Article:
DC Eagle [Edit]

Current DC Eagle on Benning Road


In the late 1960’s, a group of guys put together dinners for local motorcyclists and leathermen. These dinners took place at a bar on 9th Street in NW called Louis’. Oddly enough, it was located right across the street from FBI headquarters, and these were the days of J. Edgar Hoover. The bar was renamed Louis’ Spartan Lounge, after the Spartan MC was formed on April 3, 1968. On September 4, 1968, Don Bruce became, what we now refer to as, our first “Baby Spartan.” These dates and events are important to this story, because they would give birth to the legendary DC Eagle.

Early Years

Eventually, Don Bruce, became one of the early Spartan MC Presidents. He then decided that our crowd should have a home of our own. Don and his brother Eddie pooled their money to open the first of three buildings on 9th Street. The night before the Eagle was to open, Don invited the Spartans to take part in a ceremony. They placed nails into a sculpture of an eagle. This sculpture hung on the wall of that bar until the building was claimed by eminent domain to make way for what was then the “new” DC Convention Center. The Eagle gave flight to a number of other businesses, including the Leather Rack and the Eagle in Exile.


There are many traditions that evolved from the brotherhood of the Spartan MC and the Eagle in the early years.

  • The Hanging of the Club Colors.
    • The Spartan MC Colors were the first club colors to ever hang on the walls of the Eagle and subsequently other bars adopted this tradition.
  • Club Mugs.
    • The Spartan MC was the first club to have mugs in the Eagle. Don wanted the club members to feel at home and special. Don insisted that any club member who came to the bar received special treatment.
  • Helmet Drinks.
    • As a thank you to the bikers that patronized the Eagle, the first drink is always on the house.
  • Blackout Nights.
    • One night while the bar was open, there was a power outage and rather than close, candles were placed t the bar. Thus began the tradition of a “Blackout Night.”
  • Thanksgiving Dinner.
    • Don was very aware of the numbers of men that had nowhere to go on Thanksgiving Day. He began a tradition of preparing a complete holiday feast with all the trimmings that was available to all.
  • Christmas Carols.
    • Every Christmas Day, those that were in town would gather at the Eagle and sing carols with friends, instead of being alone.
  • Mr. DC Eagle Contest.
    • The idea of selecting a man who best represented the traditions and mystique of the bar was a novel one. The Mr. DC Eagle Contest is the longest running leather title contest in the entire country and longest-running qualifying contest to International Mr. Leather.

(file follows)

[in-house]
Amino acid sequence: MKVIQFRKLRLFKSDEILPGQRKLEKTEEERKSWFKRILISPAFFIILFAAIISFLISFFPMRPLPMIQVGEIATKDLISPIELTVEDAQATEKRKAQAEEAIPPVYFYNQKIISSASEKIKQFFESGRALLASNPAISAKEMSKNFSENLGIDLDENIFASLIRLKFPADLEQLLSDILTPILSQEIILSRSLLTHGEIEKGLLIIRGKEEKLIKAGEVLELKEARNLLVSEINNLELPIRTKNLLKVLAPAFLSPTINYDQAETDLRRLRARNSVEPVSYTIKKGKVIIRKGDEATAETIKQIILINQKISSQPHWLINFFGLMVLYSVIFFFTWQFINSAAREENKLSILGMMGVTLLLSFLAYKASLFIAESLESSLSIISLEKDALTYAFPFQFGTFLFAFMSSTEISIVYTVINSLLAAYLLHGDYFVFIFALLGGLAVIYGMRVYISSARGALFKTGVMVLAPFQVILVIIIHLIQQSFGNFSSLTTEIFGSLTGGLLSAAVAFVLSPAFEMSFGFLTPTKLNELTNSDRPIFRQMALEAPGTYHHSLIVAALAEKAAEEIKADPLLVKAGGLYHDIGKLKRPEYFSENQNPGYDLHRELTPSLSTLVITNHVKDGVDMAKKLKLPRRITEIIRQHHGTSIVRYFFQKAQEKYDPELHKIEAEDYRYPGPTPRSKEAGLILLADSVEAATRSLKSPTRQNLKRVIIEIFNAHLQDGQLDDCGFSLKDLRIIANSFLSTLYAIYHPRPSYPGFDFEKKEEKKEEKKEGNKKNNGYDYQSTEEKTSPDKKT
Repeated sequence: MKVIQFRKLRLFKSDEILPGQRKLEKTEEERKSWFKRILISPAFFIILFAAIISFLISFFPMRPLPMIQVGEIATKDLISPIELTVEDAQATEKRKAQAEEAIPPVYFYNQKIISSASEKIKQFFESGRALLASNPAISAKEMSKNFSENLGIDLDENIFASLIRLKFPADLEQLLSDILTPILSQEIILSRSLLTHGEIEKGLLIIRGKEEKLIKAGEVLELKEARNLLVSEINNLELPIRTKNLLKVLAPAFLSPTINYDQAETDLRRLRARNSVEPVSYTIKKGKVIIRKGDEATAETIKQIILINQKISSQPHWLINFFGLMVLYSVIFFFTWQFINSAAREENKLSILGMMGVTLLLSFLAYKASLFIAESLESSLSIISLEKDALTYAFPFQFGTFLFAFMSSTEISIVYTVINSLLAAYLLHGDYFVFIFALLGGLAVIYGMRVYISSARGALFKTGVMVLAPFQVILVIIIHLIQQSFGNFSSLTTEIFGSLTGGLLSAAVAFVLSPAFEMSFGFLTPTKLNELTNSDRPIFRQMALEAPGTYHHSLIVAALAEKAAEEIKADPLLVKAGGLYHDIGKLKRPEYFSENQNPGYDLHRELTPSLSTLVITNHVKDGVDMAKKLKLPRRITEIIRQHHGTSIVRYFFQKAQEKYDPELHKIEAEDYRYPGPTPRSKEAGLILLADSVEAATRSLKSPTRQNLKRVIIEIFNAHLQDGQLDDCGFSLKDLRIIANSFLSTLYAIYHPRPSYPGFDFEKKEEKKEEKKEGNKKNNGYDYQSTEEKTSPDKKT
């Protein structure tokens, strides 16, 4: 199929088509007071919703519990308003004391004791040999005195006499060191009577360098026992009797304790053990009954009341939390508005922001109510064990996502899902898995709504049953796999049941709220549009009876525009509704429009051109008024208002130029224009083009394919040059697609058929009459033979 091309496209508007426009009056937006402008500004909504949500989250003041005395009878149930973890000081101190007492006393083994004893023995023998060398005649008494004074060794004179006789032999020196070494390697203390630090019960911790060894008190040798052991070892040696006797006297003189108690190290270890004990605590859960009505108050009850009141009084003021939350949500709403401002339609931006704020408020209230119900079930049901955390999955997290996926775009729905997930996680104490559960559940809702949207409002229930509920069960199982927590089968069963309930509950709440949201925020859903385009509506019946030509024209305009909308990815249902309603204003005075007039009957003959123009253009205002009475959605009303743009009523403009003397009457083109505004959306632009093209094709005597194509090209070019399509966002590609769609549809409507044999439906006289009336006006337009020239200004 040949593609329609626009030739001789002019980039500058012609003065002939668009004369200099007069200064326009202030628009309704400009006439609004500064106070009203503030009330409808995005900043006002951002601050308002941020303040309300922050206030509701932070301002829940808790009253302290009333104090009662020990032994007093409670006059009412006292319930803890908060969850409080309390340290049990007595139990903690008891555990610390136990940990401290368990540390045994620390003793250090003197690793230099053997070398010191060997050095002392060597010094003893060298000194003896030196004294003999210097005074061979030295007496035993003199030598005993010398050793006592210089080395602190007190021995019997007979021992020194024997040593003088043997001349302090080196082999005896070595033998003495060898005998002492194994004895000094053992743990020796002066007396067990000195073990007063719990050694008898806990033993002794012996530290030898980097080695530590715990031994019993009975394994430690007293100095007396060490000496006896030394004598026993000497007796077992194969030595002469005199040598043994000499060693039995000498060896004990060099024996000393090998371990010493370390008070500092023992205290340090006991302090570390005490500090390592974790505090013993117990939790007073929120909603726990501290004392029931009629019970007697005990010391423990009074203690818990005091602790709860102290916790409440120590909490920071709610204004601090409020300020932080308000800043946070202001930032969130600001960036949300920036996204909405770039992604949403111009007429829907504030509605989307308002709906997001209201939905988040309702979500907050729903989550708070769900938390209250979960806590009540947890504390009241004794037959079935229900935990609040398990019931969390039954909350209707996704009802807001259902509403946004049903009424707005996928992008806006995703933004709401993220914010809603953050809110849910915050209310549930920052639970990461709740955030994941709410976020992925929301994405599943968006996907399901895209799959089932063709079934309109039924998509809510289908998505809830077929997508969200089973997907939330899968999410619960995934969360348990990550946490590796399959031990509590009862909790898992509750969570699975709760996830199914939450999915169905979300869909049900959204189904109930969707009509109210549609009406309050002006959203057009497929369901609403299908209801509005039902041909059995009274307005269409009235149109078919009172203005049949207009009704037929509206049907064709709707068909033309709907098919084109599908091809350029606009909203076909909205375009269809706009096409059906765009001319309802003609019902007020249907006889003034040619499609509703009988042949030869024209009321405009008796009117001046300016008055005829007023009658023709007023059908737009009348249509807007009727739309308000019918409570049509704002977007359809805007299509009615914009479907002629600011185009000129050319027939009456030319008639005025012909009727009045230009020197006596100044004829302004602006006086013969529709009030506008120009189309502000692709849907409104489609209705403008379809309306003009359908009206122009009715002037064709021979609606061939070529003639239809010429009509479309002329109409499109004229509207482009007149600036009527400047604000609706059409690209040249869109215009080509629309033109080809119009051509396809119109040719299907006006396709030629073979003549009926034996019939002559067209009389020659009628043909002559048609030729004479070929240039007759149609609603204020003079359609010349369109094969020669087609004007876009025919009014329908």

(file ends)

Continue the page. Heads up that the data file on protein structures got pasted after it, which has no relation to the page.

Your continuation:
• Eagle is always Open.
    • The Eagle was open 365 days a year without fail. God help the manager who did not have that door open at noon sharp.

Time Moved On

The Eagle was forced from its nest on 9th Street, to make way for a new convention space. The bar closed at the regular hour on moving night and reopened the next day at noon in a brand new location. Many of the club members were drafted into the moving party to make sure everything would be ready. The Eagle was not just the child of Don and Eddie. Dick McHugh, Don’s partner in life, was there every step of the way. Dick was the Mr. Fix-It of the DC Eagle. He was the one that kept antiquated coolers, ice machines, air conditioning and heaters operating. Dick was the quiet force behind the scenes during the early days. But if you knew Dick, you could see his influence throughout the place. The time came again when the DC Eagle would be forced from its nest, to make way for a new technology center on 7th Street. Don and Eddie retired to Florida soon after the move. Dick stayed in town and opened Dick’s Place, on New York Avenue, in the old Manhattan Transfer Company building. Dick’s Place, became the DC Eagle on 639 New York Ave. NW.

Ownership eventually changed again.  The DC Eagle went strong for many years on New York Ave. However, development once again would push the DC Eagle from its address. In 2014, the DC Eagle closed up operations on New York Ave.  They temporarily functioned a few doors down as a “pop-up” bar, but eventually, even that space gave into the same development.

Under the ownership of Ted Clements and Peter Lloyd, the DC Eagle found a new home in the northeast area of Washington, DC. A building at 3701 Benning Road NE that was once a meat packing plant, and then a church, became the new home of the DC Eagle. Starting in 2015, the DC Eagle was operational in this space and continued to develop the 3-story building to serve people and clubs in the DC area. In March 2020, the bar closed at the onset of the COVID-19 pandemic. They filed for bankruptcy and the building has since been demolished.